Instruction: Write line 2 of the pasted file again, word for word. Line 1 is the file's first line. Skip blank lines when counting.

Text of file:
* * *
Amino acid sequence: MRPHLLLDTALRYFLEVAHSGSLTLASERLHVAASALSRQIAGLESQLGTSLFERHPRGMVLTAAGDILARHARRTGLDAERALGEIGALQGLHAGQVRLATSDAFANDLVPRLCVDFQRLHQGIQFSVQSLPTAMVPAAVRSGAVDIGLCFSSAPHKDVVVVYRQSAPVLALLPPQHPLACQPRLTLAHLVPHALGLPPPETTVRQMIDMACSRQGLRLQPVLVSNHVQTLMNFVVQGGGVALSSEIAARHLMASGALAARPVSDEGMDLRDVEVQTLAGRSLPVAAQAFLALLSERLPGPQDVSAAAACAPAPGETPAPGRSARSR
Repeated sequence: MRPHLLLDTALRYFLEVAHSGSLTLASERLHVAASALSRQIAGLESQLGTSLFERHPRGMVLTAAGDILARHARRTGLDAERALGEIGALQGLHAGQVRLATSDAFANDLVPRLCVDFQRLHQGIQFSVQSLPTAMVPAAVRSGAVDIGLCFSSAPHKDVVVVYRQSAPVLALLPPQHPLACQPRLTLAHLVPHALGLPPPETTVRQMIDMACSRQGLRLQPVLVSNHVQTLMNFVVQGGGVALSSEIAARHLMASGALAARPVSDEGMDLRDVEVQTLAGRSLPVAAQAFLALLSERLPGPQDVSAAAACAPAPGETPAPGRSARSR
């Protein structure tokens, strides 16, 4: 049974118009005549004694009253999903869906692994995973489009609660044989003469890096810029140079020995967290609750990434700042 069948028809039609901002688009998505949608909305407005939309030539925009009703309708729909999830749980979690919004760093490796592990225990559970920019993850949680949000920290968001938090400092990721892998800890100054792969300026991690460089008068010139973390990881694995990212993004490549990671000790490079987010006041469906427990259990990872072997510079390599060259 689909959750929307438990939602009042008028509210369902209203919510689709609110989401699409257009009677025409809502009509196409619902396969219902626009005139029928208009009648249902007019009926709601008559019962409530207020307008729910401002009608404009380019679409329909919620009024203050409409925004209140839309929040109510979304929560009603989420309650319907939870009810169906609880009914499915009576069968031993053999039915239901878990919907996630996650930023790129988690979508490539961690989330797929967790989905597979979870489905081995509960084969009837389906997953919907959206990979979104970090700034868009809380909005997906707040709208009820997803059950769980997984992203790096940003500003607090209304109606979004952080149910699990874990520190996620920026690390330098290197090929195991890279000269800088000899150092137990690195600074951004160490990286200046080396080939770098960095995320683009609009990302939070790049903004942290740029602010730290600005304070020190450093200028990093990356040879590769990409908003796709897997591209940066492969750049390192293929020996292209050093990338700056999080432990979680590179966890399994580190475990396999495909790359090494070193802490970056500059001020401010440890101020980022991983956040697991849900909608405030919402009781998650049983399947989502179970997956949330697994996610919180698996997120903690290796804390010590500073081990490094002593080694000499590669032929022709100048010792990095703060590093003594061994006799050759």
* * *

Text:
Repeated sequence: MRPHLLLDTALRYFLEVAHSGSLTLASERLHVAASALSRQIAGLESQLGTSLFERHPRGMVLTAAGDILARHARRTGLDAERALGEIGALQGLHAGQVRLATSDAFANDLVPRLCVDFQRLHQGIQFSVQSLPTAMVPAAVRSGAVDIGLCFSSAPHKDVVVVYRQSAPVLALLPPQHPLACQPRLTLAHLVPHALGLPPPETTVRQMIDMACSRQGLRLQPVLVSNHVQTLMNFVVQGGGVALSSEIAARHLMASGALAARPVSDEGMDLRDVEVQTLAGRSLPVAAQAFLALLSERLPGPQDVSAAAACAPAPGETPAPGRSARSR